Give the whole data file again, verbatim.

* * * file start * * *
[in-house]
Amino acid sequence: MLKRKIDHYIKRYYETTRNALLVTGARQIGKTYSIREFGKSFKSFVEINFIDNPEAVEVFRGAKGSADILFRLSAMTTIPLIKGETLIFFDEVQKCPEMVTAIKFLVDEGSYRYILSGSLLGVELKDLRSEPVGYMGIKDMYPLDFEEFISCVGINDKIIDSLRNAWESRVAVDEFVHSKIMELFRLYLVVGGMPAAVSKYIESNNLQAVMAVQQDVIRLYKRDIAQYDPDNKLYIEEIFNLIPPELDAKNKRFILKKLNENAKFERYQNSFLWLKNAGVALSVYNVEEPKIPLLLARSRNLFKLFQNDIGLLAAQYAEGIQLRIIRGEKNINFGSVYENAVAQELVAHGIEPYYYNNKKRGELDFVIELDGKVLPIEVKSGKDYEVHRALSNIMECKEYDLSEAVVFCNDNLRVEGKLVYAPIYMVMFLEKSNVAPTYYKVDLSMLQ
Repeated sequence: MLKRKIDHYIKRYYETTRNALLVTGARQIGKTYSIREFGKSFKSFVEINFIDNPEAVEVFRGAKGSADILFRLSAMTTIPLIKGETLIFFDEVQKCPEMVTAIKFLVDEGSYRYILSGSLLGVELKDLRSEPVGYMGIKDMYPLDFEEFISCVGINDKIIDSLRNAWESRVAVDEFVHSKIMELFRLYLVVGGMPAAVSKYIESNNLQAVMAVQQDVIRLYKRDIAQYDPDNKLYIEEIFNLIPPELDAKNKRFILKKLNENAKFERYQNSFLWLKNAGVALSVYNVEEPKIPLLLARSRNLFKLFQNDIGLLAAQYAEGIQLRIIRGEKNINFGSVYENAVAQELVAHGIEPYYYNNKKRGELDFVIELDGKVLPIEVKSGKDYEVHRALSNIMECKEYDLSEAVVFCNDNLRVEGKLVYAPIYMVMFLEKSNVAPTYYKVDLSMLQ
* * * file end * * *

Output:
[in-house]
Amino acid sequence: MLKRKIDHYIKRYYETTRNALLVTGARQIGKTYSIREFGKSFKSFVEINFIDNPEAVEVFRGAKGSADILFRLSAMTTIPLIKGETLIFFDEVQKCPEMVTAIKFLVDEGSYRYILSGSLLGVELKDLRSEPVGYMGIKDMYPLDFEEFISCVGINDKIIDSLRNAWESRVAVDEFVHSKIMELFRLYLVVGGMPAAVSKYIESNNLQAVMAVQQDVIRLYKRDIAQYDPDNKLYIEEIFNLIPPELDAKNKRFILKKLNENAKFERYQNSFLWLKNAGVALSVYNVEEPKIPLLLARSRNLFKLFQNDIGLLAAQYAEGIQLRIIRGEKNINFGSVYENAVAQELVAHGIEPYYYNNKKRGELDFVIELDGKVLPIEVKSGKDYEVHRALSNIMECKEYDLSEAVVFCNDNLRVEGKLVYAPIYMVMFLEKSNVAPTYYKVDLSMLQ
Repeated sequence: MLKRKIDHYIKRYYETTRNALLVTGARQIGKTYSIREFGKSFKSFVEINFIDNPEAVEVFRGAKGSADILFRLSAMTTIPLIKGETLIFFDEVQKCPEMVTAIKFLVDEGSYRYILSGSLLGVELKDLRSEPVGYMGIKDMYPLDFEEFISCVGINDKIIDSLRNAWESRVAVDEFVHSKIMELFRLYLVVGGMPAAVSKYIESNNLQAVMAVQQDVIRLYKRDIAQYDPDNKLYIEEIFNLIPPELDAKNKRFILKKLNENAKFERYQNSFLWLKNAGVALSVYNVEEPKIPLLLARSRNLFKLFQNDIGLLAAQYAEGIQLRIIRGEKNINFGSVYENAVAQELVAHGIEPYYYNNKKRGELDFVIELDGKVLPIEVKSGKDYEVHRALSNIMECKEYDLSEAVVFCNDNLRVEGKLVYAPIYMVMFLEKSNVAPTYYKVDLSMLQ